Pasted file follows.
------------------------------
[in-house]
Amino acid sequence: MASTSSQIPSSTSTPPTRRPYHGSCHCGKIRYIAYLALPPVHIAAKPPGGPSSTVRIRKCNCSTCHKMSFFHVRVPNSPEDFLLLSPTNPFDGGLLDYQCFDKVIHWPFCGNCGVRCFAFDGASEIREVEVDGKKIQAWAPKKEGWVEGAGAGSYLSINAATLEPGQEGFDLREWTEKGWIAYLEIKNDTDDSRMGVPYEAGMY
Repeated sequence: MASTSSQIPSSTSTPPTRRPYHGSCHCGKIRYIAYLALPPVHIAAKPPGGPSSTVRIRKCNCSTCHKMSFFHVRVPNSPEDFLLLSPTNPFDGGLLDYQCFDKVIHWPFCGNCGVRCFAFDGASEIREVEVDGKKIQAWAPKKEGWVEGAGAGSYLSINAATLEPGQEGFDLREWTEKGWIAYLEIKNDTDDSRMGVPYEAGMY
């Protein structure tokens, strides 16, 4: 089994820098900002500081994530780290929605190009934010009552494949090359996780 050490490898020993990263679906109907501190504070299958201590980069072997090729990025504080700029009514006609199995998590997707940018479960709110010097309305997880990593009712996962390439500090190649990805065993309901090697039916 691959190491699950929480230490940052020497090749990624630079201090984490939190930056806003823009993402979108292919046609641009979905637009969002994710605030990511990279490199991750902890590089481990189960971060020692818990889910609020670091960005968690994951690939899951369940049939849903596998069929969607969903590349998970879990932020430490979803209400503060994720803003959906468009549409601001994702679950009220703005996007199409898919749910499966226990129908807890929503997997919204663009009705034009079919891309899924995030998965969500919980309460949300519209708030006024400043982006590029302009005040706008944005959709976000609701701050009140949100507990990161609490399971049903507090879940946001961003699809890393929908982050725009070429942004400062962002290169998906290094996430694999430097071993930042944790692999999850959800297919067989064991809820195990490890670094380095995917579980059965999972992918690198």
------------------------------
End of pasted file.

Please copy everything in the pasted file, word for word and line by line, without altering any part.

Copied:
[in-house]
Amino acid sequence: MASTSSQIPSSTSTPPTRRPYHGSCHCGKIRYIAYLALPPVHIAAKPPGGPSSTVRIRKCNCSTCHKMSFFHVRVPNSPEDFLLLSPTNPFDGGLLDYQCFDKVIHWPFCGNCGVRCFAFDGASEIREVEVDGKKIQAWAPKKEGWVEGAGAGSYLSINAATLEPGQEGFDLREWTEKGWIAYLEIKNDTDDSRMGVPYEAGMY
Repeated sequence: MASTSSQIPSSTSTPPTRRPYHGSCHCGKIRYIAYLALPPVHIAAKPPGGPSSTVRIRKCNCSTCHKMSFFHVRVPNSPEDFLLLSPTNPFDGGLLDYQCFDKVIHWPFCGNCGVRCFAFDGASEIREVEVDGKKIQAWAPKKEGWVEGAGAGSYLSINAATLEPGQEGFDLREWTEKGWIAYLEIKNDTDDSRMGVPYEAGMY
């Protein structure tokens, strides 16, 4: 089994820098900002500081994530780290929605190009934010009552494949090359996780 050490490898020993990263679906109907501190504070299958201590980069072997090729990025504080700029009514006609199995998590997707940018479960709110010097309305997880990593009712996962390439500090190649990805065993309901090697039916 691959190491699950929480230490940052020497090749990624630079201090984490939190930056806003823009993402979108292919046609641009979905637009969002994710605030990511990279490199991750902890590089481990189960971060020692818990889910609020670091960005968690994951690939899951369940049939849903596998069929969607969903590349998970879990932020430490979803209400503060994720803003959906468009549409601001994702679950009220703005996007199409898919749910499966226990129908807890929503997997919204663009009705034009079919891309899924995030998965969500919980309460949300519209708030006024400043982006590029302009005040706008944005959709976000609701701050009140949100507990990161609490399971049903507090879940946001961003699809890393929908982050725009070429942004400062962002290169998906290094996430694999430097071993930042944790692999999850959800297919067989064991809820195990490890670094380095995917579980059965999972992918690198």